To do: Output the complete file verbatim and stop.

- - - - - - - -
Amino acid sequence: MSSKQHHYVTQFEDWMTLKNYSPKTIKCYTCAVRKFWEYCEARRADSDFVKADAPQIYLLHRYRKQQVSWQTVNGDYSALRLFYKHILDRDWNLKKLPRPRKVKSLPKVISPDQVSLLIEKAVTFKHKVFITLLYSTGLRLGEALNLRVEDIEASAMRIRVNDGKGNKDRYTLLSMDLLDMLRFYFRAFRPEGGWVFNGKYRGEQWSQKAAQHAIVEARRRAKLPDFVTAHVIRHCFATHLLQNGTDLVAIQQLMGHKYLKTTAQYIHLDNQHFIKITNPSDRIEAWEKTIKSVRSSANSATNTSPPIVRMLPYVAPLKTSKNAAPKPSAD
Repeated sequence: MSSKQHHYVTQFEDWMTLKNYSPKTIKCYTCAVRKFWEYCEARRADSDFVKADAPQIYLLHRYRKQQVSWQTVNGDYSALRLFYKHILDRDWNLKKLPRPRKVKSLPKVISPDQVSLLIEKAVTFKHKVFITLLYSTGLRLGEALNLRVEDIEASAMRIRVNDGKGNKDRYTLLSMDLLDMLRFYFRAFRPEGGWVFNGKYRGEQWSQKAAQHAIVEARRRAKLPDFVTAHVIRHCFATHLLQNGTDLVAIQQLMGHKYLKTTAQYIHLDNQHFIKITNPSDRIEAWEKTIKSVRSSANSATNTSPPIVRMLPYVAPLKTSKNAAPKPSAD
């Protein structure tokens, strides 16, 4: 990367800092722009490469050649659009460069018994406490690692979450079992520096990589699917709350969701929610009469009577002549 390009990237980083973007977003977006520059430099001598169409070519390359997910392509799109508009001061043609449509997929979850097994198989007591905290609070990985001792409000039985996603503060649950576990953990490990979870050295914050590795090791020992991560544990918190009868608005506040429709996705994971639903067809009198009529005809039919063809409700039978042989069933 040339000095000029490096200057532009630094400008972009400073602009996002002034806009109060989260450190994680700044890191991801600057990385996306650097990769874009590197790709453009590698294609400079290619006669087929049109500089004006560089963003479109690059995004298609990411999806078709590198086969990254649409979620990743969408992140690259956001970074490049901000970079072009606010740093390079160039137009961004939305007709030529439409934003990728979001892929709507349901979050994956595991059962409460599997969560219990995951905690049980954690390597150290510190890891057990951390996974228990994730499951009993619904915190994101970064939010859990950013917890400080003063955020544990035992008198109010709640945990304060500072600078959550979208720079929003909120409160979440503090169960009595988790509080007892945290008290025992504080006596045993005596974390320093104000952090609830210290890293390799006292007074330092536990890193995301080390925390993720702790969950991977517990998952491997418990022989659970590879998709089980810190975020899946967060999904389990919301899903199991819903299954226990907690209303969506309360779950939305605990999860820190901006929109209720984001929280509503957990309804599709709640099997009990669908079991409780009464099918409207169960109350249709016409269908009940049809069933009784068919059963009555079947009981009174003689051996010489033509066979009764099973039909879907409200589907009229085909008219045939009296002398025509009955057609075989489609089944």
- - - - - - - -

Amino acid sequence: MSSKQHHYVTQFEDWMTLKNYSPKTIKCYTCAVRKFWEYCEARRADSDFVKADAPQIYLLHRYRKQQVSWQTVNGDYSALRLFYKHILDRDWNLKKLPRPRKVKSLPKVISPDQVSLLIEKAVTFKHKVFITLLYSTGLRLGEALNLRVEDIEASAMRIRVNDGKGNKDRYTLLSMDLLDMLRFYFRAFRPEGGWVFNGKYRGEQWSQKAAQHAIVEARRRAKLPDFVTAHVIRHCFATHLLQNGTDLVAIQQLMGHKYLKTTAQYIHLDNQHFIKITNPSDRIEAWEKTIKSVRSSANSATNTSPPIVRMLPYVAPLKTSKNAAPKPSAD
Repeated sequence: MSSKQHHYVTQFEDWMTLKNYSPKTIKCYTCAVRKFWEYCEARRADSDFVKADAPQIYLLHRYRKQQVSWQTVNGDYSALRLFYKHILDRDWNLKKLPRPRKVKSLPKVISPDQVSLLIEKAVTFKHKVFITLLYSTGLRLGEALNLRVEDIEASAMRIRVNDGKGNKDRYTLLSMDLLDMLRFYFRAFRPEGGWVFNGKYRGEQWSQKAAQHAIVEARRRAKLPDFVTAHVIRHCFATHLLQNGTDLVAIQQLMGHKYLKTTAQYIHLDNQHFIKITNPSDRIEAWEKTIKSVRSSANSATNTSPPIVRMLPYVAPLKTSKNAAPKPSAD
């Protein structure tokens, strides 16, 4: 990367800092722009490469050649659009460069018994406490690692979450079992520096990589699917709350969701929610009469009577002549 390009990237980083973007977003977006520059430099001598169409070519390359997910392509799109508009001061043609449509997929979850097994198989007591905290609070990985001792409000039985996603503060649950576990953990490990979870050295914050590795090791020992991560544990918190009868608005506040429709996705994971639903067809009198009529005809039919063809409700039978042989069933 040339000095000029490096200057532009630094400008972009400073602009996002002034806009109060989260450190994680700044890191991801600057990385996306650097990769874009590197790709453009590698294609400079290619006669087929049109500089004006560089963003479109690059995004298609990411999806078709590198086969990254649409979620990743969408992140690259956001970074490049901000970079072009606010740093390079160039137009961004939305007709030529439409934003990728979001892929709507349901979050994956595991059962409460599997969560219990995951905690049980954690390597150290510190890891057990951390996974228990994730499951009993619904915190994101970064939010859990950013917890400080003063955020544990035992008198109010709640945990304060500072600078959550979208720079929003909120409160979440503090169960009595988790509080007892945290008290025992504080006596045993005596974390320093104000952090609830210290890293390799006292007074330092536990890193995301080390925390993720702790969950991977517990998952491997418990022989659970590879998709089980810190975020899946967060999904389990919301899903199991819903299954226990907690209303969506309360779950939305605990999860820190901006929109209720984001929280509503957990309804599709709640099997009990669908079991409780009464099918409207169960109350249709016409269908009940049809069933009784068919059963009555079947009981009174003689051996010489033509066979009764099973039909879907409200589907009229085909008219045939009296002398025509009955057609075989489609089944």